Meridian Building

10 September 2013 — Wellington’s waterfront Meridian building has achieved a NABERSNZ 5.5 star base building rating – the highest awarded so far under the 6-star scheme launched earlier this year.

Owned by DNZ Property Fund, the Meridian Building was the first 5 Green Star commercial office building to be occupied in New Zealand.

The Meridian Building’s sustainability features include a double-skinned façade; exposed thermal mass; automated window opening, automated, external louvres and internal blinds to control solar gain and glare; daylight-controlled lighting; solar hot water; and air-conditioning via chilled beams.

DNZ chief executive Paul Duffy said the 5.5 star NABERSNZ rating “completed the circle” for the building.

“The Meridian building was designed and built to the highest standards of sustainability and efficiency, with many innovative features. Although we knew it performed well for our tenants, this rating proves it conclusively.

“The 5 Green Star rating shows its potential, while the NABERSNZ rating of 5.5 out of 6 certifies its day-to-day performance.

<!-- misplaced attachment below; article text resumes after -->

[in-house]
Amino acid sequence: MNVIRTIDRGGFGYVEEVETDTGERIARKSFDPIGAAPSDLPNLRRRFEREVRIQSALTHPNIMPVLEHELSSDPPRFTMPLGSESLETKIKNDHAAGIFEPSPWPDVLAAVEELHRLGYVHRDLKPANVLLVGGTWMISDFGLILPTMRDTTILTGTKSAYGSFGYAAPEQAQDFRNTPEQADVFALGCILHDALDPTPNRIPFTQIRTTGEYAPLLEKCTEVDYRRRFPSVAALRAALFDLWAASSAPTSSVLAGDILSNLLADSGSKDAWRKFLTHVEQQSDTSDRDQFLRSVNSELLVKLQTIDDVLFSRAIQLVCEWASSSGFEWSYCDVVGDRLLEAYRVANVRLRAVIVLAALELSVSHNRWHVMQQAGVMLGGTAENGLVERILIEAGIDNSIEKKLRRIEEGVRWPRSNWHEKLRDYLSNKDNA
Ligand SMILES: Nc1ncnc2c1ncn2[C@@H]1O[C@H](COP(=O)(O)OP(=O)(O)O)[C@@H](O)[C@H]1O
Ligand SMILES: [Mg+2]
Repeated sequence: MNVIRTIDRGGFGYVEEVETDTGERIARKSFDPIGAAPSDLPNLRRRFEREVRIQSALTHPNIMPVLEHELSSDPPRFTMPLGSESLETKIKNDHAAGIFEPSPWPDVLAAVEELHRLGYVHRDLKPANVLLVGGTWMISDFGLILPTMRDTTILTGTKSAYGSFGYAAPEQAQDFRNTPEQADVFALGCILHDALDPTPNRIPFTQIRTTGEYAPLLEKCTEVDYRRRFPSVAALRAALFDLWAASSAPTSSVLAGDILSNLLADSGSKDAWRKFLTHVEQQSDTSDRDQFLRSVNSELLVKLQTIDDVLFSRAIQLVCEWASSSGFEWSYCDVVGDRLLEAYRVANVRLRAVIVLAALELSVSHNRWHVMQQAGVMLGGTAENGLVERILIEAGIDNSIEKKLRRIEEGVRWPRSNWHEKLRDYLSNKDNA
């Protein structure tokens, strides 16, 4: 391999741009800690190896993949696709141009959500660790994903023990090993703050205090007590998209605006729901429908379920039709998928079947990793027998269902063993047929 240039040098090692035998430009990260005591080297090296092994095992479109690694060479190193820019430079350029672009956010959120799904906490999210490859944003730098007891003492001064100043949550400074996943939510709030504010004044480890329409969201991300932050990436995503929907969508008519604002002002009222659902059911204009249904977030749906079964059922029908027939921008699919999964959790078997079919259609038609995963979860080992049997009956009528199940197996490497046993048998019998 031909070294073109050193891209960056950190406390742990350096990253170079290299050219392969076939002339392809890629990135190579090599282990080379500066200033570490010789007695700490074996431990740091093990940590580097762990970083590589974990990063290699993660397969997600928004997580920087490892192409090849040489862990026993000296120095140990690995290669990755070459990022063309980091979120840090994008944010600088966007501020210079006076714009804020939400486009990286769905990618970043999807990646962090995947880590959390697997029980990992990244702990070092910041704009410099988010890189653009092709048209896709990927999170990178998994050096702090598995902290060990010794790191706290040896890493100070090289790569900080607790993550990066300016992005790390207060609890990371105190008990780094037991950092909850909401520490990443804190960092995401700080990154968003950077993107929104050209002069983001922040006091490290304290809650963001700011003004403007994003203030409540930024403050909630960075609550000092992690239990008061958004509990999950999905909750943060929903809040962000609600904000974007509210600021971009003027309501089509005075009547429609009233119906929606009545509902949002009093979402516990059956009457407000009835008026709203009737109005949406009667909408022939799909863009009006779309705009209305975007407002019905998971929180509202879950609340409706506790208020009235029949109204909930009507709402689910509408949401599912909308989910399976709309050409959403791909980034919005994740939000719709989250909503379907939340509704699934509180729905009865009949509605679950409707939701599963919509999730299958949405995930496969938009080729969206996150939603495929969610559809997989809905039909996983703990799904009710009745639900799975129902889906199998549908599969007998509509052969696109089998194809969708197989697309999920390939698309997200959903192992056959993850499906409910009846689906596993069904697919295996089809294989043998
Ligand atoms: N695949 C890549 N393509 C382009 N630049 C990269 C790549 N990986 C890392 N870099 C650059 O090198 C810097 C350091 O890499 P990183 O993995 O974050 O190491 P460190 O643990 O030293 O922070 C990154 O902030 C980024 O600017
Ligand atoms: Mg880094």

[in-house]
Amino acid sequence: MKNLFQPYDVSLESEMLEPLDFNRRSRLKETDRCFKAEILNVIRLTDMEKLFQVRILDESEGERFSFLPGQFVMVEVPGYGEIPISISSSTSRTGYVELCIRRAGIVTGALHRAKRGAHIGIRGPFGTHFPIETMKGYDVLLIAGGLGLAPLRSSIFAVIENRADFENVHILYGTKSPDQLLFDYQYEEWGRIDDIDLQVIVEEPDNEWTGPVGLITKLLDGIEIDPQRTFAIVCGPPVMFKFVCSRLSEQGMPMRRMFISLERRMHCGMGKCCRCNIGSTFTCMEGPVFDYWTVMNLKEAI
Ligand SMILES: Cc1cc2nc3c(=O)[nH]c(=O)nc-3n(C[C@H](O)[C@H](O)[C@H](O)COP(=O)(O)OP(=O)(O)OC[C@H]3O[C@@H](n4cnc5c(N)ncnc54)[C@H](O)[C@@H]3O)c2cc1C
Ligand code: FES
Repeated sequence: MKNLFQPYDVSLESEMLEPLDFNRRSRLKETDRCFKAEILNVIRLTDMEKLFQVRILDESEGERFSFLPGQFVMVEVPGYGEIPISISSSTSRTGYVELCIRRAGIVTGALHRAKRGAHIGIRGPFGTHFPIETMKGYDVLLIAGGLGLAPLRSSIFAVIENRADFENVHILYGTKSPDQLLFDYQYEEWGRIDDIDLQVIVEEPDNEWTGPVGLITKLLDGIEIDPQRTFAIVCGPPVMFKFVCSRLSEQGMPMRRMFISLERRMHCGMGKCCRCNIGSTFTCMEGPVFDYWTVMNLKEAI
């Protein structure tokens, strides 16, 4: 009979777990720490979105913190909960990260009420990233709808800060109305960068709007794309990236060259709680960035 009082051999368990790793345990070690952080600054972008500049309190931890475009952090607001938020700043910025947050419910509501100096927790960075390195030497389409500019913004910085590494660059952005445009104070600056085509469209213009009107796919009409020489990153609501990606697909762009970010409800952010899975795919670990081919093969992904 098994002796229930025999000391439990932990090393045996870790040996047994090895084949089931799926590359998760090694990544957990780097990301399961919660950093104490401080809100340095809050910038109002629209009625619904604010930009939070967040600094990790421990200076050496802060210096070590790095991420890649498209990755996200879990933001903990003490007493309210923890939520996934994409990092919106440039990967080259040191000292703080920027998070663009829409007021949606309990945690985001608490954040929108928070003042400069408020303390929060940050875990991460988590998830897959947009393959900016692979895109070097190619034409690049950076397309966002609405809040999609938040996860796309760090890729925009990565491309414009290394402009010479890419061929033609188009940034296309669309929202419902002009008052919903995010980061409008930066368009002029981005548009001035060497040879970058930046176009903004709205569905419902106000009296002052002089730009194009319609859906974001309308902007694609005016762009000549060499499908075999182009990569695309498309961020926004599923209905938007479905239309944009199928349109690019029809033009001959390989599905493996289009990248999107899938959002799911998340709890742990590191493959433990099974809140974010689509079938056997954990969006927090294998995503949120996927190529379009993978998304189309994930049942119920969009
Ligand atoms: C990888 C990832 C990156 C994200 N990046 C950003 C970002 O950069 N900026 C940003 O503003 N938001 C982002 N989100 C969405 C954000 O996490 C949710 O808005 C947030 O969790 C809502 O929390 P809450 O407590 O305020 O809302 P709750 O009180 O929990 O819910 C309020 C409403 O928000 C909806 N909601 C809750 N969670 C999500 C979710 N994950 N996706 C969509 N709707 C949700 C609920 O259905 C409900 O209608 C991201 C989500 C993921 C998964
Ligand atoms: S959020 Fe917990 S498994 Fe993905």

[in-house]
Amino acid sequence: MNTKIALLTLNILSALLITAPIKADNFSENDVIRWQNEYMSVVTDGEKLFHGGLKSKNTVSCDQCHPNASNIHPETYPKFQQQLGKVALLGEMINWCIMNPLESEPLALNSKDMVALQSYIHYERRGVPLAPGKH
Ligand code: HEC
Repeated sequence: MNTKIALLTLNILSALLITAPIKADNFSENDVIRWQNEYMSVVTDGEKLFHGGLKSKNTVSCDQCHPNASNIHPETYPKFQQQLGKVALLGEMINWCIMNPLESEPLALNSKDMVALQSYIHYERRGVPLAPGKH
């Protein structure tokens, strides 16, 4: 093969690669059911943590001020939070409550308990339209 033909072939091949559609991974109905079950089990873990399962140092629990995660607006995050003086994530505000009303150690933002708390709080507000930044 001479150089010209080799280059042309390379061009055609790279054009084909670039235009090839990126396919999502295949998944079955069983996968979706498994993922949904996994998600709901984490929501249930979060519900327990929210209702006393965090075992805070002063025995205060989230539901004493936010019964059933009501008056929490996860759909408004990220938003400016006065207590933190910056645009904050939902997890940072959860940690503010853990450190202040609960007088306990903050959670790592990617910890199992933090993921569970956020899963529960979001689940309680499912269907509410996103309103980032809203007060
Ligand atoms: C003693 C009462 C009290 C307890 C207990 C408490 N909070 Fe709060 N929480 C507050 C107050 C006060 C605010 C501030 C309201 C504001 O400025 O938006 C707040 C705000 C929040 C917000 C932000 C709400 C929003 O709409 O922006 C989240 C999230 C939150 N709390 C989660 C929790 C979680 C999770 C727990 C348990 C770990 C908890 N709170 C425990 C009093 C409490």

“As owners and investors, we see a lot of value in a tool like NABERSNZ that provides a credible, independent benchmark for New Zealand’s commercial buildings.”

New Zealand Green Building Council chief executive Alex Cutler said the rating showed the importance of tuning and commissioning a building well.

“Aside from its ground-breaking design, the Meridian building went through a process of fine-tuning its systems well to make sure it really works for its occupants. It’s the perfect balance of being designed sustainably and also being well-run and maintained.

“Good commissioning, tuning and attention to energy management can help all buildings improve their energy use. But certainly a great design gives you a massive head start.”

The NABERSNZ certified rating, carried out by Ben Masters of BECA and Lance Jimmieson of Jackson Engineering Advisors, showed that the building uses just 34 kilowatt-hours of energy per square metre a year.